Synth You’ve Been Gone…

BBC4’s marvellous ‘Synth Britannia’ celebrated the rise of the synthesizer and how it changed popular music forever, particularly in the UK.

Superbly produced and directed by Ben Whalley with interlinking cultural commentary provided by ‘Rip It Up And Start Again’  author Simon Reynolds, it was an empathetic documentary that captured the spirit of a golden era.

The contributors to the programme read like a ‘Who’s Who?’ of electronic music: Wolfgang Flür; Daniel Miller; Richard H Kirk; John Foxx; Gary Numan; Phil Oakey; Martyn Ware; Andy McCluskey; Paul Humphreys, Martin Gore; Vince Clarke; Andy Fletcher; Midge Ure; Dave Ball; Alison Moyet; Susanne Sulley; Joanne Catherall; Bernard Sumner; Neil Tennant; Chris Lowe.

They were to become the heroes of the revolution, rebels with a cause, poster boys and girls of the VCO! Although there were a few errors, especially with regards dates like when OMD signed to Factory and the single of ULTRAVOX’s ‘Vienna’ was released, this was an entertaining 90 minutes.

The new attitude brought about by punk in 1977 was still a bit too rock’n’roll for some like the young Daniel Miller, learning three chords was still three too many! But armed with newly affordable silicon-chipped technology by Korg and Roland from Japan, the true DIY spirit encouraged by the new wave would be fully exploited. Wonderful and weird sounds could be made using just one finger, knob twiddling would become the new art! Daniel Miller and Martyn Ware gleefully tell of their first synth purchase, in both cases it was the Korg 700s. The accessibility of the budget priced synthesizer offered the ultimate challenge to musical convention. It was electric dreams over acoustic nightmares!

Like some on this programme, my first introduction to the sound of the synthesizer came via KRAFTWERK and Walter (now Wendy) Carlos. In the summer of 1976, my junior school teacher was the young and pretty Miss Neilson.

She’d already shown her Bohemian colours by naming our pet guinea pig ‘Bilbo’!! But one day in PE, she made Class4 interpret movement to ‘Autobahn’ and the soundtrack to ‘A Clockwork Orange’!!!

Although too young to really appreciate what was going on, my aural palette was being shaped by this fantastic cacophony of electronics. Novelty instrumental hits like Jean Michel Jarre’s ‘Oxygene Part VI’ and SPACE’s ‘Magic Fly’ soon followed and caught my pre-teen futuristic mind as I eagerly waited for the next episode of ‘Space 1999’! The importance of science fiction in the development and imagination of electronic music cannot be underestimated with ‘Dr Who’ and the writings of JG Ballard being particularly important influences.

Donna Summer’s ‘I Feel Love’ was Year Zero for modern electronic pop music as we know it. Producer Giorgio Moroder‘s throbbing sequencers and dance beats were “the future of the future”.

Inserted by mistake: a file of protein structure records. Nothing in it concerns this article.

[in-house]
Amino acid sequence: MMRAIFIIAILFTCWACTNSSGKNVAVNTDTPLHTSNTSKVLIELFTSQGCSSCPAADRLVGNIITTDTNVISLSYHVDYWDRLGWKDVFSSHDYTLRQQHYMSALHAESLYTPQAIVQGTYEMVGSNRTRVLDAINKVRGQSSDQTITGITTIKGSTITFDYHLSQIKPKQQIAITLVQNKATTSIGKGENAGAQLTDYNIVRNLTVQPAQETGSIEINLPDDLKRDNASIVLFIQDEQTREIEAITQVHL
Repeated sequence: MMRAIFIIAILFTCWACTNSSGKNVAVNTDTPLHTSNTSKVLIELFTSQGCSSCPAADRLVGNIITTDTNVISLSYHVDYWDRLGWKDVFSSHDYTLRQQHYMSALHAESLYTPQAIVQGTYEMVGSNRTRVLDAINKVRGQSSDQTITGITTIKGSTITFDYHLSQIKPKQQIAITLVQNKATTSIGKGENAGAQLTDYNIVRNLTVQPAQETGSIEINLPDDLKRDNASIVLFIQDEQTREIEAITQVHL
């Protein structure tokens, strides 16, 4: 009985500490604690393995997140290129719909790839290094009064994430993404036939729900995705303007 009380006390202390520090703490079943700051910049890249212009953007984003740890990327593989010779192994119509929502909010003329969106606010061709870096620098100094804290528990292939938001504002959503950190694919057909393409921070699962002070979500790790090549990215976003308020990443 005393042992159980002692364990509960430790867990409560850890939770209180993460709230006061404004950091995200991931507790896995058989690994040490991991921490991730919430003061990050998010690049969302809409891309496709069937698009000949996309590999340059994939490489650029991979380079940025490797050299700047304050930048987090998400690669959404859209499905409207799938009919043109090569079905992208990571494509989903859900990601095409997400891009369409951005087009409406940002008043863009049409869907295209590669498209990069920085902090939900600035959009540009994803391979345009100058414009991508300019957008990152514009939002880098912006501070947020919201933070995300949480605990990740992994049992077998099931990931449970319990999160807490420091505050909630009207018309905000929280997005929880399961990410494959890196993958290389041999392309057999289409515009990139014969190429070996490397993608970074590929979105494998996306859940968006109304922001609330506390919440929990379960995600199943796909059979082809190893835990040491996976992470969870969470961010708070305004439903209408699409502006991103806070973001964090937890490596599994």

But Gary Numan’s first appearance in May 1979 on ‘Top Of The Pops’ was for many including myself, their ‘Ziggy Stardust’ moment in the birth of synthpop, ‘Are ‘Friends’ Electric?’ was cold and detached, the discordant Moog machinery and the haunted vocal sneer connected with many during this gloomy period in Britain.

It seems unbelievable now, but it was the talk of school the following morning. Electronic music had just found its first pop star!

Unemployment in the UK was at an all time high. Margaret Thatcher was now in power while across the Atlantic, Ronald Reagan was “President Elect”! With fascist gods in motion, the Cold War had heightened to the point where no-one’s future on this earth could be guaranteed. Whilst OMD’s ‘Enola Gay’ related to the nuclear holocaust paranoia of the time via some incongruous melodic warmth, there were a number of other pop-orientated bands just around the corner.

The new Mk2 version of THE HUMAN LEAGUE, SOFT CELL and DEPECHE MODE all possessed a defiant spirit of optimism in the face of adversity because ultimately “everybody needs love and affection”! The music was emotive and avant, all at the same time! “We never wanted to be KRAFTWERK” says Phil Oakey, “we wanted to be a pop band!”

The use of synthesizers was a statement of intent, like an act of artistic subversion. But as Marc Almond once said, you can only truly subvert when you have access to the mainstream. How can you change the world if no-one hears you? Musically, the best way to achieve this was going to be through pop songs! Whilst owing a debt to KRAFTWERK and taking advantage of the door opened by Gary Numan, these acts managed to appeal to people who didn’t necessarily know what a Linn Drum Computer was! Joanne Catherall and Susanne Sulley amusingly recalled when the UK’s first Linn LM-1 was delivered to Martin Rushent’s Genetic Studios for the making of ‘Dare’: “They were all very excited… OK boys!”

There are several technology driven insights like Paul Humphreys playing ‘Enola Gay’ on the Korg Micro-Preset, John Foxx demonstrating the ARP Odyssey and Daniel Miller operating the ARP 2600 which was used on all the early DEPECHE MODE albums. There were often misconceptions about how this stuff worked though. “The number of people who thought that the equipment wrote the song for you: ‘well anybody can do it with the equipment you’ve got!'” remembers Andy McCluskey, “F*** OFF!!”